Are You Okay?
Beyond the Prescription
Jessica Grose on the State of American Motherhood

Jessica Grose on the State of American Motherhood

Why are expectations about being a woman—specifically a mother—so unrealistic?

Mother, author, and New York Times opinion writer Jessica Grose has a lot to say on this subject. Her latest book, Screaming on the Inside: The Unsustainability of American Motherhood, is inspired by her own shortcomings as a mother. She interviewed hundreds of women as part of the research process while writing the book. In it, Jessica shines a light on the current state of motherhood, and the historical context around the impossible standards for American mothers.

In honor of Mother’s Day, Jessica and I sit down to discuss the narrative and messaging to parents that “they’re doing it wrong.” Jessica urges parents to learn to trust their instincts and to show up to parenting as their authentic, imperfect selves.

Join me every Monday for a new episode of Beyond the Prescription.

You can subscribe on Apple Podcasts, Spotify, or on her Substack at You can sign up for her free weekly newsletter at

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Transcript of the podcast is here!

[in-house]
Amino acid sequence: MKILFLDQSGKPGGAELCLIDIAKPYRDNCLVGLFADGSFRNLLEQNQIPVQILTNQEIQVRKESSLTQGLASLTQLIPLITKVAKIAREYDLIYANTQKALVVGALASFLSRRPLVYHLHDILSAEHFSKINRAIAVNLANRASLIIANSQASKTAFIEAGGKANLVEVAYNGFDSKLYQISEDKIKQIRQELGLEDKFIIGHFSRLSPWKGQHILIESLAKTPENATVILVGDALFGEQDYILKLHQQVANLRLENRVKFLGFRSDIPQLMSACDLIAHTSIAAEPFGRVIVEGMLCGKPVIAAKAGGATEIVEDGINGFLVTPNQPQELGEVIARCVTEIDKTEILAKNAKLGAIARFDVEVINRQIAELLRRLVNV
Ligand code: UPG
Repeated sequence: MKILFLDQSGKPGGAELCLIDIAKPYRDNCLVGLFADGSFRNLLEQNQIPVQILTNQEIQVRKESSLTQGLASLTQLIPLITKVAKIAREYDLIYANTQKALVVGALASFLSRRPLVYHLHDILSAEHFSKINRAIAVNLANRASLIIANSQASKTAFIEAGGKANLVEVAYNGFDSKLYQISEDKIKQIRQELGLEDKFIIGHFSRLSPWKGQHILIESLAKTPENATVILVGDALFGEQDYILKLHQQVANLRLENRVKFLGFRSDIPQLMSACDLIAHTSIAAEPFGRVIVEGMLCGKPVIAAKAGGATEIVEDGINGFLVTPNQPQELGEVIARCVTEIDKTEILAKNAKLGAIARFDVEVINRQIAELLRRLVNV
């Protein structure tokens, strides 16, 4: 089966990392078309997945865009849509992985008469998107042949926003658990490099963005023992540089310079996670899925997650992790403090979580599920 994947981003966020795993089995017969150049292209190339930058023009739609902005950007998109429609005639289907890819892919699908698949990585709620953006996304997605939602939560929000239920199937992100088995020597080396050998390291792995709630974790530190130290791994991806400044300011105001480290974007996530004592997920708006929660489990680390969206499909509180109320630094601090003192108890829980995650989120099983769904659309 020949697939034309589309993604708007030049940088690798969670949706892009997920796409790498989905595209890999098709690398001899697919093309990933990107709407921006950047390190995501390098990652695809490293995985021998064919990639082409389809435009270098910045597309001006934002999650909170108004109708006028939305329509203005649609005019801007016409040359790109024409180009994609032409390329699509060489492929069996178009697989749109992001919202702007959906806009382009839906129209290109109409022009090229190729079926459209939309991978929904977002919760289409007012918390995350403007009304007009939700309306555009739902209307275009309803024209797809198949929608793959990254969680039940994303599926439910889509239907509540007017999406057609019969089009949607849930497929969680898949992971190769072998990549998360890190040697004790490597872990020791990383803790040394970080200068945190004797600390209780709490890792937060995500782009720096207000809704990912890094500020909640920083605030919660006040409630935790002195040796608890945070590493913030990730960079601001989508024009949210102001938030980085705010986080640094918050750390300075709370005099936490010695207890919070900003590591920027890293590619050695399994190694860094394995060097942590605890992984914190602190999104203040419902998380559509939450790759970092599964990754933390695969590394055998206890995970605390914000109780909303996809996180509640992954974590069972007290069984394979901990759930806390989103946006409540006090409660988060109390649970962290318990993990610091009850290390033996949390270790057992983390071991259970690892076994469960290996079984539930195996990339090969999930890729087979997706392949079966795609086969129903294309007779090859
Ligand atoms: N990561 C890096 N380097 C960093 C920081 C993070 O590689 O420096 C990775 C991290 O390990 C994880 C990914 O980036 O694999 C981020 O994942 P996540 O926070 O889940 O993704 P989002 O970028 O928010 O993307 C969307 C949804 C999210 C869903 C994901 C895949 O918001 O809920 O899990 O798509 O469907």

[00:00:00] Dr. McBride: Hello, and welcome to my office. I’m Dr. Lucy McBride and this is Beyond the Prescription, the show where I talk to my guests like I do my patients, pulling the curtain back on what it means to be healthy, redefining health as more than the absence of disease. As a primary care doctor for more than 20 years, I’ve realized that patients are much more than their cholesterol and their weight, that we are the integrated sum of complex parts. Our stories live in our bodies. I’m here to help people tell their story, to find out, are they okay, and for you to imagine, and potentially get healthier from the inside out. 

[00:00:45] You can subscribe to my weekly newsletter at and to the show at Apple Podcasts, Spotify, or wherever you find your podcasts. So let’s get into it and go beyond the prescription.